DNA mismatch repair (MMR) is one of the several DNA repair pathways conserved from bacteria to humans. The primary function of MMR is to eliminate the mismatch of base-base insertions and deletions that appear as a consequence of DNA polymerase errors at DNA synthesis. The genes encoding the DNA MMR enzymes (MMREs) are highly conserved throughout evolution. In humans, there are two sets of MMREs, corresponding to homologues of the bacterial MutLS systems. The human MutS enzymes consist of MSH2, MSH3 and MSH6, and the human MutL enzymes include MLH1, MLH3, PMS1 and PMS2. Since the beginning of this century, a few reports on autoantibodies to some MMREs have been reported in autoimmune inflammatory myopathy, cancer and hematological disorders. This review charts the functional structures of MMREs, their genetic defects and associated disorders, and autoimmunity to MMREs, including our recent data that was the first to analyze autoantibodies against all seven kinds of MMREs in systemic autoimmune diseases, including idiopathic inflammatory myopathies.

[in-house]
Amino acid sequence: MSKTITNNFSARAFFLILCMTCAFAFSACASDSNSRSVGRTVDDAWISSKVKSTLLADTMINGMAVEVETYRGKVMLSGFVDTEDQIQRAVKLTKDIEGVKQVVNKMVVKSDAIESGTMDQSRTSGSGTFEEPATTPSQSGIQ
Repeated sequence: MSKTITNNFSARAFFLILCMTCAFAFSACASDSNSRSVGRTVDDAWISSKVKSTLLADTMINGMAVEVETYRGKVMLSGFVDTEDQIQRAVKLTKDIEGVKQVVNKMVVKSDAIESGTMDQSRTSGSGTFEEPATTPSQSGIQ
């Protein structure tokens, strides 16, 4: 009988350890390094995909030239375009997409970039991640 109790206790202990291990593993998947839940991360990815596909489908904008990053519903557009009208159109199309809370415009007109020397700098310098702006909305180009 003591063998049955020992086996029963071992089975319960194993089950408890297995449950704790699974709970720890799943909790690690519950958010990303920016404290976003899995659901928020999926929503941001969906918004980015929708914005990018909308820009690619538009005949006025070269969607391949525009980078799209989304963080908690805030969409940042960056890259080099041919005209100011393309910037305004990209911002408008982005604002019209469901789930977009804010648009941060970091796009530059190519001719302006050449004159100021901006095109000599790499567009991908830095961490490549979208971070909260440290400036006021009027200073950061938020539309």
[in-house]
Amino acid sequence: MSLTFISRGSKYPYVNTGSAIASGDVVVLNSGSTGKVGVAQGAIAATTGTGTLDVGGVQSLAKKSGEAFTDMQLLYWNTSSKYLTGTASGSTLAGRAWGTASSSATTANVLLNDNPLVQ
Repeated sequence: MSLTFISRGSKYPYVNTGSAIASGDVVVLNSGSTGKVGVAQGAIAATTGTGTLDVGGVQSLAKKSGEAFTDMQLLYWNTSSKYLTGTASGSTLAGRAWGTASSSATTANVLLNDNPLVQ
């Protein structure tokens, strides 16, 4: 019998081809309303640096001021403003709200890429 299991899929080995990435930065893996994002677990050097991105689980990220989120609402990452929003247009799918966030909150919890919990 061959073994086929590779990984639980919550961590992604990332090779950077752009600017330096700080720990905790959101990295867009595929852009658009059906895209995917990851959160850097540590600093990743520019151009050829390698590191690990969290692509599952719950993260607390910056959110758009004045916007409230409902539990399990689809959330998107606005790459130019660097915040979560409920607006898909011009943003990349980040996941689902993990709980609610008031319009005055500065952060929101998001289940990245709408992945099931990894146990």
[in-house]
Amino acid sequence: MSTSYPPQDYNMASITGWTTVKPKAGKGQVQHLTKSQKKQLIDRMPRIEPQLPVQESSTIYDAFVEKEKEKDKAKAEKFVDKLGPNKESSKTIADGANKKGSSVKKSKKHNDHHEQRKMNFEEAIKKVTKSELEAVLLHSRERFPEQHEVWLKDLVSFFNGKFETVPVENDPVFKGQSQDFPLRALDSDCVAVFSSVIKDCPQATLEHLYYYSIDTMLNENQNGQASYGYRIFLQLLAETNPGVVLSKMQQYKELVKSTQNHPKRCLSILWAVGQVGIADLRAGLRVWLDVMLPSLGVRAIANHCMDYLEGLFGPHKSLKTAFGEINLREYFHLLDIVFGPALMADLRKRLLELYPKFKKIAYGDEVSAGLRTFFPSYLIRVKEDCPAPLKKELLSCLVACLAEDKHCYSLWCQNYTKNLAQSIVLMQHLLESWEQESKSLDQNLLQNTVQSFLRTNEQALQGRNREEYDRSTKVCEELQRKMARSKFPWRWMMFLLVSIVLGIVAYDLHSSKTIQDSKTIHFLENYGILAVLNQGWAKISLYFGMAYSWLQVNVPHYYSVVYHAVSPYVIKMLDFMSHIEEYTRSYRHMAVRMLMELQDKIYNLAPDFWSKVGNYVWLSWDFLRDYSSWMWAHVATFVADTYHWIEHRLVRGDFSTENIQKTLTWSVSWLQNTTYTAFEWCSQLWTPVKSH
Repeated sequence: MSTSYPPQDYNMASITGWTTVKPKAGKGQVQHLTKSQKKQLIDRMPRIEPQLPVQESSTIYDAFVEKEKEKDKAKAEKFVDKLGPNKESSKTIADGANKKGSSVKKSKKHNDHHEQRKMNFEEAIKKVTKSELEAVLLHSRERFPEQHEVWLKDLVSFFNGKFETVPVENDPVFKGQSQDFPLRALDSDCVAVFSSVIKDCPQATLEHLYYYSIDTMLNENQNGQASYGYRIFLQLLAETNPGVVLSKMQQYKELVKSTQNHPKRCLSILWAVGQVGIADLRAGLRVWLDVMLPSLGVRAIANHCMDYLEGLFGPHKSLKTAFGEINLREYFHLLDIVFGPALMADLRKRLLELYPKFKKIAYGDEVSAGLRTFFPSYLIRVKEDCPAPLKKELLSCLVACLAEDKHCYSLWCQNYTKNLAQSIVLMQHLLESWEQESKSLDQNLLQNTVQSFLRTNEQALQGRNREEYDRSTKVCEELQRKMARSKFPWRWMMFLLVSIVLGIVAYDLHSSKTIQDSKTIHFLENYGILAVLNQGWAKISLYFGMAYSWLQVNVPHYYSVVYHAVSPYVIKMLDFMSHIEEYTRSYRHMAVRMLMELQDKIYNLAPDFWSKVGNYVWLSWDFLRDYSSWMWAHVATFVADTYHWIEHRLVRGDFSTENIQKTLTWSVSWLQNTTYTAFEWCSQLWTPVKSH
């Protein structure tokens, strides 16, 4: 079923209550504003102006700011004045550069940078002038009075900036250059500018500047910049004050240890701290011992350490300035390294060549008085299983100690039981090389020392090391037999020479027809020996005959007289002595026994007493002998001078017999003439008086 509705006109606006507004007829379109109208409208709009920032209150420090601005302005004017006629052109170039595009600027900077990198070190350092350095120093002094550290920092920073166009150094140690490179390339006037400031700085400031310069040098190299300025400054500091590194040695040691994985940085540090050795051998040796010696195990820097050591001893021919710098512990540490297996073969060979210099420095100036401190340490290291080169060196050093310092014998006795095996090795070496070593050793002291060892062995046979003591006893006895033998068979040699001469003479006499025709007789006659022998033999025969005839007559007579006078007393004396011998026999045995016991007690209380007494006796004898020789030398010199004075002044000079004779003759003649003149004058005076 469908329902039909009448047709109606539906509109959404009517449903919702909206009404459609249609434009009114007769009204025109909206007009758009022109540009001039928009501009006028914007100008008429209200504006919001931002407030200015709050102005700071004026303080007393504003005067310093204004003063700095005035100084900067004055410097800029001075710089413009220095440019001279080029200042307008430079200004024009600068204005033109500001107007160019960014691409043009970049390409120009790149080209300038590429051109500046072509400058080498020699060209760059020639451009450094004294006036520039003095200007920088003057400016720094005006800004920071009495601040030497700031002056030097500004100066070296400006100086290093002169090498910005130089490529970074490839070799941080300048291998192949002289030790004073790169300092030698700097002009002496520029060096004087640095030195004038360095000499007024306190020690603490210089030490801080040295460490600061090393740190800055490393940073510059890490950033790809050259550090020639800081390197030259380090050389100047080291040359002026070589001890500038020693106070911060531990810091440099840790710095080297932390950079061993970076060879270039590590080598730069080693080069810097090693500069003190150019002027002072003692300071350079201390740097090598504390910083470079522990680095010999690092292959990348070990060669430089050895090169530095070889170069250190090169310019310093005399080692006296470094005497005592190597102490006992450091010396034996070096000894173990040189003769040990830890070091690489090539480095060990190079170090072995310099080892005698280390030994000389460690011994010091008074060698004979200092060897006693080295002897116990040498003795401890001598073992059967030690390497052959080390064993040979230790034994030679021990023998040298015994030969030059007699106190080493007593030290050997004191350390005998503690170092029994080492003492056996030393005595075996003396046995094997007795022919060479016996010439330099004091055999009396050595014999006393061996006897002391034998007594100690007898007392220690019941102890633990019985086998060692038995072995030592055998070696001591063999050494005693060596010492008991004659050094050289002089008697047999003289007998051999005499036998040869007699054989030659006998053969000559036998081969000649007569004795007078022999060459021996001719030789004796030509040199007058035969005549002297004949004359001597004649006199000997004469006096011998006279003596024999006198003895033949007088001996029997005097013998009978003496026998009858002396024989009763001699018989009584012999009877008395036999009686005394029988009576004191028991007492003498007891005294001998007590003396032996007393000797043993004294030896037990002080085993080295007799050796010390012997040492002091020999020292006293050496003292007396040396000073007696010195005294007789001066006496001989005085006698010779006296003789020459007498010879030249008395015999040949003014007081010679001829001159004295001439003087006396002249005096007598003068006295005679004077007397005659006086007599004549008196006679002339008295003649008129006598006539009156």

All Science Journal Classification (ASJC) codes
- Clinical Biochemistry
- Biochemistry, medical